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Earth Observation Mission, Terra, To Monitor Planet's Health

Date:
December 15, 1999
Source:
The University Of Montana
Summary:
The hopes and dreams of several University of Montana researchers will take flight Thursday, Dec. 16, when NASA launches its Terra research satellite from California's Vandenberg Air Force Base. The launch is scheduled for 11:31 a.m. MST. Terra is designed to provide daily, detailed information about the Earth's health.

NASA SATELLITE WITH UM-DESIGNED SOFTWARE SET TO LAUNCH DEC. 16

Contact: Steve Running, Numerical Terradynamic Simulation Group director, (406) 243-6311, swr@ntsg.umt.edu.

MISSOULA — The hopes and dreams of several University of Montana researchers will take flight Thursday, Dec. 16, when NASA launches its Terra research satellite from California's Vandenberg Air Force Base. The launch is scheduled for 11:31 a.m. MST.

Terra is designed to provide daily, detailed information about the Earth's health. The spacecraft is the flagship of NASA's $7.3 billion Earth Observing System – a series of satellites equipped to scan our world from orbit as never before.

UM's Numerical Terradynamic Simulation Group, led by director Steve Running, has used a $7.9 million grant to design software for Terra since 1992. Terra carries five instruments that will operate simultaneously on a single platform. Running's team contributed software for an instrument called MODIS – the Moderate Resolution Imaging Spectroradiometer – which will measure photosynthesis and evapotranspiration on a global scale.

MODIS, built by California's Raytheon Santa Barbara Remote Sensing, will measure atmosphere, land and ocean processes, ocean color, global vegetation, cloud characteristics, temperature and moisture profiles, and snow cover. MODIS will scan the entire surface of the Earth every one to two days at a "moderate resolution" of one-quarter to one kilometer.

"EOS will inaugurate a new generation of Earth remote sensing," Running said. "Software like what was written here at UM will provide users directly with land surface images from EOS. Previous satellites have offered only raw data and required the end user to build the image. This advance should significantly expand the variety of uses society makes of satellites."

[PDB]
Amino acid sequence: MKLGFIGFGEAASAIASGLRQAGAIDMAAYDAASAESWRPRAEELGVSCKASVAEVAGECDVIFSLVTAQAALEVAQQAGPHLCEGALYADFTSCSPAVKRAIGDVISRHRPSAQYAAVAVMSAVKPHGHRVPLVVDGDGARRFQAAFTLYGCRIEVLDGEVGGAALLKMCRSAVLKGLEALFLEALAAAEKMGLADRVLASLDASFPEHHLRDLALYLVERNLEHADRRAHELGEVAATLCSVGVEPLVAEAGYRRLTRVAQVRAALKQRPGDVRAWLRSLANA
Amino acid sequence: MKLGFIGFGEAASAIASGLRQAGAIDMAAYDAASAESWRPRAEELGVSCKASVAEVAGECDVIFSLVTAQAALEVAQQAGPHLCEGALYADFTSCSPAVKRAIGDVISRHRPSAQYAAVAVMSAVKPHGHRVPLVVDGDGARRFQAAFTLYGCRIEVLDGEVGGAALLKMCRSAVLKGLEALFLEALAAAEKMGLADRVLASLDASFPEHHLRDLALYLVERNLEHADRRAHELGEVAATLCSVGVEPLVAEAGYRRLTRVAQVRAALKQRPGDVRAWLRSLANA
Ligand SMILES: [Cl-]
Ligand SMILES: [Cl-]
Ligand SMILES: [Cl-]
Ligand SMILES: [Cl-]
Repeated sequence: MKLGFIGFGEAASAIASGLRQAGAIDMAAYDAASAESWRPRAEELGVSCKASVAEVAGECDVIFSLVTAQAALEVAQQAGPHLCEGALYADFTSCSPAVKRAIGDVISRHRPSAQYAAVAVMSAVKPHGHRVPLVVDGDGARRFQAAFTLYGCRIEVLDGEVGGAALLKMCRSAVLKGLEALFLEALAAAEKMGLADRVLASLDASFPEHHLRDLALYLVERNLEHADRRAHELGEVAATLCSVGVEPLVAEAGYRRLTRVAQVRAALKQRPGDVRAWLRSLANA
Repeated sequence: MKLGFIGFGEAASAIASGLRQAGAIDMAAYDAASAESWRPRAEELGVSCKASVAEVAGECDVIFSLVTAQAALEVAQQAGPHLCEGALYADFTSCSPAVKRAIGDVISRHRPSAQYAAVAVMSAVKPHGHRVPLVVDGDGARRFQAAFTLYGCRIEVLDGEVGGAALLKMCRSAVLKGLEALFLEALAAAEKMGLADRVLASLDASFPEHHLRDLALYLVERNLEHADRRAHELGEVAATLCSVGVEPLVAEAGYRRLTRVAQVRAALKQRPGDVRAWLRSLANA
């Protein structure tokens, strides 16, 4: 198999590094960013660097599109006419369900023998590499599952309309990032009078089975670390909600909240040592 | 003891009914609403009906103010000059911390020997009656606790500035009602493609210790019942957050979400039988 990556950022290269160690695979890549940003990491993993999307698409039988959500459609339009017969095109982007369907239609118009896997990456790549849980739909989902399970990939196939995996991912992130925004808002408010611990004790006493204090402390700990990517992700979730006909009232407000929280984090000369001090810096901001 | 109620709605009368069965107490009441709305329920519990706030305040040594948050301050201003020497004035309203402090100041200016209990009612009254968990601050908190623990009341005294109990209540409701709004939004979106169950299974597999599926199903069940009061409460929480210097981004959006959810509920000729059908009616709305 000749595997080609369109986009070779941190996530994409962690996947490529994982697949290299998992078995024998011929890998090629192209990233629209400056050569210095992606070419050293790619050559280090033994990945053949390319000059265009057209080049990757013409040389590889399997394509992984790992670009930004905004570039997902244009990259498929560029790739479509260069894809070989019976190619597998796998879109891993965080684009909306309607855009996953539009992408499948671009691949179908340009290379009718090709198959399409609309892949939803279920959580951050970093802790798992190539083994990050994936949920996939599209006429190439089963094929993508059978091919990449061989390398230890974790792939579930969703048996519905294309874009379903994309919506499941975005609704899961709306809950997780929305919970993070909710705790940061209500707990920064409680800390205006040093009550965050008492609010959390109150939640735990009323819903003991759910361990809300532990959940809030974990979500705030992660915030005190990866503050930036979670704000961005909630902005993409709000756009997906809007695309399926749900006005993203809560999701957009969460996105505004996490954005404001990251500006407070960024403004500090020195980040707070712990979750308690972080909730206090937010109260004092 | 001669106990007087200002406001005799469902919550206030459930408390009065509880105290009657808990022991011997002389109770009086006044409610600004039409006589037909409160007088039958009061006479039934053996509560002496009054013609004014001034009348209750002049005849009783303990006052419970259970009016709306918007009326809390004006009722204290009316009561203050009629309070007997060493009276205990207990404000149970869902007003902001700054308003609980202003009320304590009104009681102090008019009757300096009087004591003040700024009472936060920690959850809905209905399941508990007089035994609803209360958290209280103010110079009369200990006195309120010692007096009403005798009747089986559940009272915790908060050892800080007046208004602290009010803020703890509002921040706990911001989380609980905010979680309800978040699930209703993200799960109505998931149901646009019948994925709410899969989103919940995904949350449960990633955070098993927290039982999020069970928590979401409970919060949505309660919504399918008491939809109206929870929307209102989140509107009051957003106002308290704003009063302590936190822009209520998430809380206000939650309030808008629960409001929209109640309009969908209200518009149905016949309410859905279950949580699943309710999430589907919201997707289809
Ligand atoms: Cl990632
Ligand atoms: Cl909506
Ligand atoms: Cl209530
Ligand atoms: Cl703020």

EOS satellites such as Terra will allow researchers to monitor how rapidly carbon dioxide and other gases responsible for global temperature change will accumulate in the future. The satellites also will measure changes such as deforestation, desertification, glacial retreat, wildfires, urbanization and more.

"This launch represents a milestone in one of the most significant research projects on the campus of The University of Montana," said UM President George Dennison. "Steve Running has dedicated a considerable portion of his professional life to the development of technology that this launch will make operational in the effort to understand the workings of our global systems."

Running and many of his fellow researchers will watch the launch live at Vandenberg. However, people at UM can see the launch of the Atlas-Centaur II AS expendable launch vehicle during a Live Launch Viewing, to be held from 10:30 to noon in Science Complex Room 428. That room currently is undergoing some construction, and the launch viewing will be moved to a nearby room if the work isn't finished by Dec. 16.

Running has worked with NASA since 1981, when the space agency decided to expand its scientific research team to include scientists such as ecologists. The oft-delayed launch will be the culmination of years of study by UM researchers, but their role with NASA won't end after Terra is in orbit. The University's EOS Training Center – divided into education and natural resource training components – will teach educators and land managers about acquiring and interpreting detailed NASA satellite data for years to come.

For more information about UM's Numerical Terradynamic Simulation Group and updates about the launch status, visit the Web site at http://www.forestry.umt.edu/ntsg.


Story Source:

The above story is based on materials provided by The University Of Montana. Note: Materials may be edited for content and length.


Cite This Page:

The University Of Montana. "Earth Observation Mission, Terra, To Monitor Planet's Health." ScienceDaily. ScienceDaily, 15 December 1999. <www.sciencedaily.com/releases/1999/12/991214155913.htm>.
The University Of Montana. (1999, December 15). Earth Observation Mission, Terra, To Monitor Planet's Health. ScienceDaily. Retrieved October 1, 2014 from www.sciencedaily.com/releases/1999/12/991214155913.htm
The University Of Montana. "Earth Observation Mission, Terra, To Monitor Planet's Health." ScienceDaily. www.sciencedaily.com/releases/1999/12/991214155913.htm (accessed October 1, 2014).

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